As enterprise risk management (ERM) continues to mature in organizations around the world, it has become clear that there are many different approaches to implementing it effectively. However, one of the themes that continues to evolve is the interaction and relationship between the chief audit executive (CAE) and the chief risk officer (CRO). The roles of these positions are highly interrelated and interdependent. In fact, in many organizations the CAE is the CRO.
Both the CAE and CRO functions have unique opportunities to strengthen and improve the organization's risk management processes. For this to happen, the CAE and the CRO must work together closely, collaborate on many aspects of ERM, and coordinate with each other to eliminate redundant efforts and leverage the work of the two functions. To optimize ERM, organizations must first ensure the CAE and CRO functions are optimized individually and are integrated with each other appropriately.
WHO LEADS ERM?
In September 2017, The Committee of Sponsoring Organizations of the Treadway Commission (COSO) issued an updated ERM framework, Enterprise Risk Management--Integrating With Strategy and Performance. The revised framework defines ERM as "The culture, capabilities, and practices, integrated with strategy and execution, that organizations rely on to manage risk in creating, preserving, and realizing value."
COSO's updated guidance includes five components and 20 principles intended to help organizations navigate an increasingly complex governance, risk, and compliance environment. Today's business world is driven by astounding advances in technology, new media channels, and wireless access and mobile devices. The recent update repositions the framework in five ways:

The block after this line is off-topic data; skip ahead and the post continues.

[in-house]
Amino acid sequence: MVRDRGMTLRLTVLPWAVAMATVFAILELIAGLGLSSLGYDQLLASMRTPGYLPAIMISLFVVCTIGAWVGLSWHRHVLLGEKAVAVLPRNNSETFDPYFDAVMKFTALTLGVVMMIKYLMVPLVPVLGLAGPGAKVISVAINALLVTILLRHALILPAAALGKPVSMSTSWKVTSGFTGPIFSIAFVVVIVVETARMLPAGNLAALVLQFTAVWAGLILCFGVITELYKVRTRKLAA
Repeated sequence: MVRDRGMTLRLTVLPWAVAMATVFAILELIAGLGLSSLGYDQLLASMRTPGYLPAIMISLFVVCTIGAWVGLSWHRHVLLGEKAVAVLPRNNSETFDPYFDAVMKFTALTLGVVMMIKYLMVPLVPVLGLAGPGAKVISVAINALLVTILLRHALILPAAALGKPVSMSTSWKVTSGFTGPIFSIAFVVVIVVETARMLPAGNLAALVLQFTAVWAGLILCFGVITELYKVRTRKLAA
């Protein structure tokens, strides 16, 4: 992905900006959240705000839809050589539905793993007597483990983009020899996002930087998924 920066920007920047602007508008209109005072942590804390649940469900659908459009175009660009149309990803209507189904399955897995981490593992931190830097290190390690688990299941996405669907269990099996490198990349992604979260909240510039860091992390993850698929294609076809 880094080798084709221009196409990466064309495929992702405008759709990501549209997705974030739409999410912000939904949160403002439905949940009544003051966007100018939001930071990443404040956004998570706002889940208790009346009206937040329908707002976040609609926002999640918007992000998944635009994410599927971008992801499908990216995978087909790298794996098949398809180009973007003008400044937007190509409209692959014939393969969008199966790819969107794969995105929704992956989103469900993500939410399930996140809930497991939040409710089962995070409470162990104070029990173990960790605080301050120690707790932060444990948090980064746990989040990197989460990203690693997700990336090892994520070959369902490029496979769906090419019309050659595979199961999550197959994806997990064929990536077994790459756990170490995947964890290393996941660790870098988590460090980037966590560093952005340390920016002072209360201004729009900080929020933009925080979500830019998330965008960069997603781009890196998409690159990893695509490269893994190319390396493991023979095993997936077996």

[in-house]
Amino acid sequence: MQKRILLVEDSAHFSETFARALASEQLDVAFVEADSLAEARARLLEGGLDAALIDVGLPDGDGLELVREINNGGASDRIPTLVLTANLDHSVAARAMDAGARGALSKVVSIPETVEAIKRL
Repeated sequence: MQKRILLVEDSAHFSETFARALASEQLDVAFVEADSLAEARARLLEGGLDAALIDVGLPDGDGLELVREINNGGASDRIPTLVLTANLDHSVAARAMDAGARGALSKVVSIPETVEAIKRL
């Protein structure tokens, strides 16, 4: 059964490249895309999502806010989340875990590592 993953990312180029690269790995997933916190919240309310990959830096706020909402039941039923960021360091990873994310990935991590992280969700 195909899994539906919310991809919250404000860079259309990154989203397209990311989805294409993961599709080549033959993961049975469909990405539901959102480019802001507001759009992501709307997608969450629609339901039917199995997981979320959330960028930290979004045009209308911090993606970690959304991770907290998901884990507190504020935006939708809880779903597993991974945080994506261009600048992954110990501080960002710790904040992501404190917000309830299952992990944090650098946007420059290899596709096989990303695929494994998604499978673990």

* Focuses on strategy.
* Clarifies that ERM isn't a standalone activity.
* Advances the debate about risk appetite and tolerance.
* Focuses on organizational value.
* Provides a good mechanism for assessing an organization's risk management practices.
The updated framework improves on COSO's previous framework. It recognizes the impact of culture and strategy on an organization's risk management practices, and importantly, it focuses on the creation, preservation, and realization of value.
However, the new framework does not provide guidance about which business function should be performing the wide variety of tactical activities that build the foundation for effective ERM. These activities include creating risk documentation, developing analysis and prioritization tools, designing governance and oversight processes, and establishing an ongoing process to ensure ERM is integrated into the culture and fabric of the organization. While the framework addresses some of these issues from a theoretical and strategic perspective, it leaves the implementation of specific activities up to each organization. Historically, the CRO or the CAE designed ERM based on the organization's culture and the past use of internal audit and risk management processes. The updated guidance provides minimal information about which role should be...